The Washington PostDemocracy Dies in Darkness

Opinion The alternative to Supreme Court enlargement is surrender

The Supreme Court is pictured on Dec. 4. (Stefani Reynolds for The Washington Post)

What the right wing understands that liberals have mostly forgotten is that reshaping rules and institutions can determine outcomes in advance, undermining democratic decision-making. The trappings of democracy remain, but real power is vested in the hands of those who bent the rules to predetermine the results.

Liberals are at a special disadvantage when it comes to confronting a radically conservative Supreme Court because most of them are, by nature, institutionalists. They are wary of upsetting long-standing arrangements for fear of mimicking the destructive behavior of the other side and, in the process, legitimizing it.

But the aggressiveness of the right has turned this procedural delicacy into a rationalization for surrender.

Conservatives have abused the process of seating (and blocking) judges again and again. The current 6-3 right-leaning conservative Republican majority on the Supreme Court — let’s call the partisanship by its name — would be a 5-4 moderately liberal Democratic majority if Sen. Mitch McConnell (R-Ky.) had observed the long-standing norms surrounding appointments.

Without fear or shame, McConnell (1) blocked consideration of then-President Barack Obama’s nominee, Merrick Garland, to replace Antonin Scalia for 10 months until Donald Trump took the oath of office in 2017 and could name Neil M. Gorsuch; and (2) McConnell rushed through Trump’s final appointee, Amy Coney Barrett, holding a confirmation vote just eight days before Election Day 2020 — even as millions had already cast their ballots.

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Now comes the deluge. The radicalism of this 6-3 majority is obvious. It has been well-documented most recently by my Post colleague Ruth Marcus, Slate’s Dahlia Lithwick and Linda Greenhouse in the New York Times. As they have warned, the extremism, the indifference to precedent, the twisting of the law, the imposition of ideology by judicial fiat — it’s all likely to get much worse.

During oral arguments on Dec. 1, Justice Sonia Sotomayor referred to public perception of the Supreme Court‘s decisions on a Mississippi anti-abortion law. (Video: The Washington Post)

Liberals, progressives and moderates who value the rule of law can wring their hands and sit back while this court carries us all back to the 19th century. Or they can say: Enough.

The first step toward doing so is to insist on the truth: This court has already been packed by the right. And the only effective way to undo the right’s power play is to unpack it by adding four justices.

Proponents of court enlargement are still a minority, even among liberals — for now. But their ranks are growing, and one important recruit is Sen. Elizabeth Warren (D-Mass.), who endorsed the idea of adding justices last week.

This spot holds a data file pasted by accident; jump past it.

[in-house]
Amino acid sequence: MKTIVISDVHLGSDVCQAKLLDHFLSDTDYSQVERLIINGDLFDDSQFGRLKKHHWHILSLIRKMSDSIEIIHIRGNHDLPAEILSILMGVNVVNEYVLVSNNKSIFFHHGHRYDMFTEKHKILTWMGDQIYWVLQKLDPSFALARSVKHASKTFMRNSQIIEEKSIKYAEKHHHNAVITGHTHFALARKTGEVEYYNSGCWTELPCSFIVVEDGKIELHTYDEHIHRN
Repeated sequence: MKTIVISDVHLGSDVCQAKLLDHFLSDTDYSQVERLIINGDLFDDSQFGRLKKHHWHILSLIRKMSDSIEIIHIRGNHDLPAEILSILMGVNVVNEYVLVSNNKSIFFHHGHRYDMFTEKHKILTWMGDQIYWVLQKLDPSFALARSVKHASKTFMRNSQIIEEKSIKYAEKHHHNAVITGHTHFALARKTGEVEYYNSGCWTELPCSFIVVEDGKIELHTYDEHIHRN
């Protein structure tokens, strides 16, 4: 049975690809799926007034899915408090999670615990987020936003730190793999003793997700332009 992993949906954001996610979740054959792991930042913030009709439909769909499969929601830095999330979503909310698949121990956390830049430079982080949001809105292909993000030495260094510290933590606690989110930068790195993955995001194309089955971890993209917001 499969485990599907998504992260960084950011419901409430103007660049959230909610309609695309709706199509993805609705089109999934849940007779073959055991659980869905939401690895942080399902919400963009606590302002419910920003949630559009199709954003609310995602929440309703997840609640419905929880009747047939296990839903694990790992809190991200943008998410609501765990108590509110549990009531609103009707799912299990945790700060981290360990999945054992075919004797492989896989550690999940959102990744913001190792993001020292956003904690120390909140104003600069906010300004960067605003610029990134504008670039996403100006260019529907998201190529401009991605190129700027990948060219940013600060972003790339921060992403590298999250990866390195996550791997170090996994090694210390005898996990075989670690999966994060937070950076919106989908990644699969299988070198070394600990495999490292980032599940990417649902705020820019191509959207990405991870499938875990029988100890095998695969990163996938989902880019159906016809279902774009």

True, Warren is a leading progressive, so perhaps you’re not surprised. But she is also a former law professor who reveres the judiciary and did not come to this position lightly.

“I wanted to believe in the independence of the Supreme Court,” Warren told me in an interview. “It's what I learned in junior high. It's what I studied in law school, and it's what I taught when I was a law professor. … But the Supreme Court has fundamentally changed in the past few years. It starts when Mitch McConnell hijacked two seats, but it accelerates when this extremist court knocks the foundations out of the premise of rule of law.

“In area after area,” she continued, “campaign finance, union organizing, equal protection, having a day in court, voting rights and now Roe, this court is willing to ignore decades and decades of settled law.”

Warren acknowledges that liberals were slow to see the impending catastrophe. “A lot of good liberals and progressives … never believed that a court would really overturn Roe, and they never saw how many other things this court was overturning.”

She’s especially concerned that by putting social issues such as abortion in the forefront, judicial conservatives give themselves cover for court decisions that enhance corporate power, reduce the ability of employees to fight back and undercut government’s capacity to regulate economic activity in the public interest.

Corporations, she said, “can capture the courts and get a backup, a second chance — a second chance to deny unions of the opportunity to organize, a second chance to keep people who’ve been cheated on [a] contract out of court, a second chance to deny the rights of people who are injured.

“So much of the early push on the right is corporate and it’s much quieter,” she added. “They don’t want to draw attention to it, and Democrats frankly didn’t pay a lot of attention to it.”

They are being forced to do so now.

People I respect, including most recently Marcus, argue that enlargement would permanently undercut the court’s legitimacy. I understand their concerns but would ask them to consider that this legitimacy has already been destroyed by the political right’s manipulations and the majority’s growing extremism.

The conservative justices want us to forget how they got their majority and to bow respectfully before their radicalism. Democracy, justice and moderation itself demand that we not capitulate.

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